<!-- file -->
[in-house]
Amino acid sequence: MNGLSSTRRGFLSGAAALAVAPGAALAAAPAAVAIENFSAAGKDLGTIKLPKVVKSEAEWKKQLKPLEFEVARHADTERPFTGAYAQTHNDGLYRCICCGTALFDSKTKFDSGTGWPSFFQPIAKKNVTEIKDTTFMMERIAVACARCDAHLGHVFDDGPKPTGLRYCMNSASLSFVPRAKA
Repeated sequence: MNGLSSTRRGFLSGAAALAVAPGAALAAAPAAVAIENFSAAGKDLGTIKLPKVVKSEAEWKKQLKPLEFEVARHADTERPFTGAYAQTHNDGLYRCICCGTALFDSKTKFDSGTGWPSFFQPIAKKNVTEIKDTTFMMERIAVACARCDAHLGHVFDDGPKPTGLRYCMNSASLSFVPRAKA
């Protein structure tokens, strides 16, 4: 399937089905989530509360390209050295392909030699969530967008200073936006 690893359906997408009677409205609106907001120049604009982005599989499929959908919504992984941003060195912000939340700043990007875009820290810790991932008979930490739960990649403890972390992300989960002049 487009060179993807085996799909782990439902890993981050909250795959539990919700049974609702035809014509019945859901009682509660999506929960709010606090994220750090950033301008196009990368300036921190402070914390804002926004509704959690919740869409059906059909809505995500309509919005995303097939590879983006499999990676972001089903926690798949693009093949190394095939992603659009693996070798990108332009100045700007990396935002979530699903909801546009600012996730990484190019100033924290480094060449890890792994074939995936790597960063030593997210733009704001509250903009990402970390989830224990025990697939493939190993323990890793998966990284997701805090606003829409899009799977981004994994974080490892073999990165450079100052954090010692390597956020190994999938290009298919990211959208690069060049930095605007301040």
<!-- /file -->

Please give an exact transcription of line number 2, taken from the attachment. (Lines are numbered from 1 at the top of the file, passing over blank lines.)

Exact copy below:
Amino acid sequence: MNGLSSTRRGFLSGAAALAVAPGAALAAAPAAVAIENFSAAGKDLGTIKLPKVVKSEAEWKKQLKPLEFEVARHADTERPFTGAYAQTHNDGLYRCICCGTALFDSKTKFDSGTGWPSFFQPIAKKNVTEIKDTTFMMERIAVACARCDAHLGHVFDDGPKPTGLRYCMNSASLSFVPRAKA